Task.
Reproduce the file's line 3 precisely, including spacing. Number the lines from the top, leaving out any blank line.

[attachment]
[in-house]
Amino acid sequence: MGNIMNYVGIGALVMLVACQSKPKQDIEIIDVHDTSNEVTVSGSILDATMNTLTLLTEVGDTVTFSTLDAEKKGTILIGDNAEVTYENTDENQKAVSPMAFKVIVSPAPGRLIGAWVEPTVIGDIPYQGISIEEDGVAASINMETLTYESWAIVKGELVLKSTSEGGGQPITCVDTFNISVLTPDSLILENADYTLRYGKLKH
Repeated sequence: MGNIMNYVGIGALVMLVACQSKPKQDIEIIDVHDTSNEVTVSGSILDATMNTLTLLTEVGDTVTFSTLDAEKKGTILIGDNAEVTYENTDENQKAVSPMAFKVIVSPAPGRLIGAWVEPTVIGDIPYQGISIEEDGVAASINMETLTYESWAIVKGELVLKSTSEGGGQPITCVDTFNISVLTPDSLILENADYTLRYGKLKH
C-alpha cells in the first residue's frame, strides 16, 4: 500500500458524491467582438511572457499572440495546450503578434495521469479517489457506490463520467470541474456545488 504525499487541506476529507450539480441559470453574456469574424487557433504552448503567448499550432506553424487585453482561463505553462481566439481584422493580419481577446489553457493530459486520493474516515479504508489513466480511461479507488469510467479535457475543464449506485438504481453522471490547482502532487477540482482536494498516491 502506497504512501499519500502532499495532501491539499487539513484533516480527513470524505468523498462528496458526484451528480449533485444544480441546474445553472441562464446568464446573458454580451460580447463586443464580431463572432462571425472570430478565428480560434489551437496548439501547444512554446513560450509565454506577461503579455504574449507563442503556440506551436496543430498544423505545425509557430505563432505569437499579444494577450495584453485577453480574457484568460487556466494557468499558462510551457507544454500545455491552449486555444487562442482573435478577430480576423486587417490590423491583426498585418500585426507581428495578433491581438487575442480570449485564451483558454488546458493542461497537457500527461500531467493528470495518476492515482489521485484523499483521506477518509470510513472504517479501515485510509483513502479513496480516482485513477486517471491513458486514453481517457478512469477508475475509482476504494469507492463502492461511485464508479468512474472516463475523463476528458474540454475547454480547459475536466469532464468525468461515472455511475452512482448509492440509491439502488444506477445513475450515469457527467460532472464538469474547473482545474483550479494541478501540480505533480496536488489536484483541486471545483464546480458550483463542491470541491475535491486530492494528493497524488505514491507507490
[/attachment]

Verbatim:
Repeated sequence: MGNIMNYVGIGALVMLVACQSKPKQDIEIIDVHDTSNEVTVSGSILDATMNTLTLLTEVGDTVTFSTLDAEKKGTILIGDNAEVTYENTDENQKAVSPMAFKVIVSPAPGRLIGAWVEPTVIGDIPYQGISIEEDGVAASINMETLTYESWAIVKGELVLKSTSEGGGQPITCVDTFNISVLTPDSLILENADYTLRYGKLKH